LETTER XI. The Father's Letter to the Master. My worthy Friend, - I have often written to you with pleasure, but, alas ! I am constrained at present to address myself to you on a subject I little expected. I have just now received a letter from my son, by which I am informed, that he has left your service, through the instigation of evil company : his letter contains a penitential acknowledgement of his offence, together with a declaration of his resolution to act consistently with his duty for the future. He has begged of me to intercede with you in his behalf, and I know your humanity will excuse paternal affection. If you will again receive the unhappy youth into your family,

have great reason to hope that his conduct will be equal to his promise : and it will confer a lasting obligation on an afflicted parent, and oblige,

Your sincere well-wisher.


The Master's Answer. Sir,—Ever since I first considered the state of human nature, or the difference between right and wrong, I have always preferred mercy to the severity of justice. However seasonable your request may appear to yourself, yet to me it was really unnecessary. I am a father, Sir, and can feel at least part of what you suffer. My resentment against the young man is less than myanxiety for his happiness; and were I sure of his adhering to an uninterrupted course of virtue, I should have more real pleasure than his acquiring me the revenue of a nabob.

In the meantime, that nothing may be wanting on my part, to make both you and him as happy as possible, all faults are from this moment forgotten ; my house is open for his reception ; and if he will return, he shall be treated with the same indulgence as if lie had never committed any fault whatever.

I am, Sir, your affectionate friend.

LETTER XIII. From a Mother in town, to her daughter at a board

ing-school in the country, recommending the practice of virtue.

Dear Child,—Although we are separated in person, yet you are never absent from my thoughts ; and it is my continual practice to recommend you to the care of that Being, whose eyes are on all his creatures, and to whom the secrets of all hearts are open ; but I have been lately somewhat alarmed because your two last letters do not run in that strain of unaffected piety as formerly. What, my dear, is this owing to ? does virtue appear to you unpleasant is your beneficent Creator a hard master, or are you resolved to embark in the fashionable follies of a gay, unthinking world ? Excuse me, my dear, I am a mother, and my concern for your happiness is inseparably connected with my own. Perhaps I am mistaken, and what I have considered as a fault may be only the effusions of youthful gaiety.-I shall consider it in that light, and be extremely glad, yea happy to find it so. Useful instructions are never too often inculcated, and therefore, give me leave again to put you in mind of that duty, the performance of which alone can make you happy, both in time and in eternity:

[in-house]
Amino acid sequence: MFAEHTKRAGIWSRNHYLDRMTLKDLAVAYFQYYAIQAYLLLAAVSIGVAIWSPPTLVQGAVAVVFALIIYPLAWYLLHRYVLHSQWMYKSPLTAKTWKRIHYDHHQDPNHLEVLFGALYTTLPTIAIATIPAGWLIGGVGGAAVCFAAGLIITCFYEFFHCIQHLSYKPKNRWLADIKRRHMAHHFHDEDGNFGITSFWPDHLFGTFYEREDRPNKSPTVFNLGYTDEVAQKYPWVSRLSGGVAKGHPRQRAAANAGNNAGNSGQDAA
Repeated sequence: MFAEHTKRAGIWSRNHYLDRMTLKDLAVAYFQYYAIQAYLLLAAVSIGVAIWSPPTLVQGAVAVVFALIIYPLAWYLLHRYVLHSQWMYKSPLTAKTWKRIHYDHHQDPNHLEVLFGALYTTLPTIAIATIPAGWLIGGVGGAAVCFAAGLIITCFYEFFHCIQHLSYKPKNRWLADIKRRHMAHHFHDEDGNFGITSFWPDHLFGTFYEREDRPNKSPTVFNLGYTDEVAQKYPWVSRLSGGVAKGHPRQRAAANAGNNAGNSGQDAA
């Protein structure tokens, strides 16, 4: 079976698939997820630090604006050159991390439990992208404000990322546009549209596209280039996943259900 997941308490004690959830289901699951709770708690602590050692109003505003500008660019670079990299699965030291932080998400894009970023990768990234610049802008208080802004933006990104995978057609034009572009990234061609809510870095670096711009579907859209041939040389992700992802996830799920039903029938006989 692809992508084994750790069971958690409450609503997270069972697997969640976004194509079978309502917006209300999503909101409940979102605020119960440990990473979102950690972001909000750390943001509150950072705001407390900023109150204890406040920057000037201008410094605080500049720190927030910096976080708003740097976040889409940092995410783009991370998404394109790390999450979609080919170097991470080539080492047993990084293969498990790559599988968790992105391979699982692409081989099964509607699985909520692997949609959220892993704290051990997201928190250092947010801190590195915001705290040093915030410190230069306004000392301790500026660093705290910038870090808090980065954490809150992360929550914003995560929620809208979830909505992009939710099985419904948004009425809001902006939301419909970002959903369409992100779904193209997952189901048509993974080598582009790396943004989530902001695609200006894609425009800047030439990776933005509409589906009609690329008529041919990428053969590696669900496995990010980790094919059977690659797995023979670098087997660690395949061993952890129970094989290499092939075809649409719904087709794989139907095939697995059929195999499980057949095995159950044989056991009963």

Religion, my dear, is the dedication of the whole mind to the will of God, and virtue is the actual operation of that truth, which diffuses itself through every part of our conduct; its consequences are equally beneficial as its promises : “ Her ways are ways of pleasantness, and all her paths are peace.”

Whilst the gay unthinking part of youth are devoting the whole of their time to fashionable pleasures, how happy shall I be to hear that my child was religious without hypocritical austerity, and even gay with innocence! Let me beg that you will spend at least one hour each day in perusing your Bible, and some of our best English writers; and don't imagine that religion is such a gloomy thing as some enthusiasts have represented: no, it indulges you in every rational amusement, so far as is consistent with morality ;-it forbids nothing but what is hurtful.

Let me beg you will consider attentively what I have written, and send me an answer as soon as you can.--I am your affectionate mother.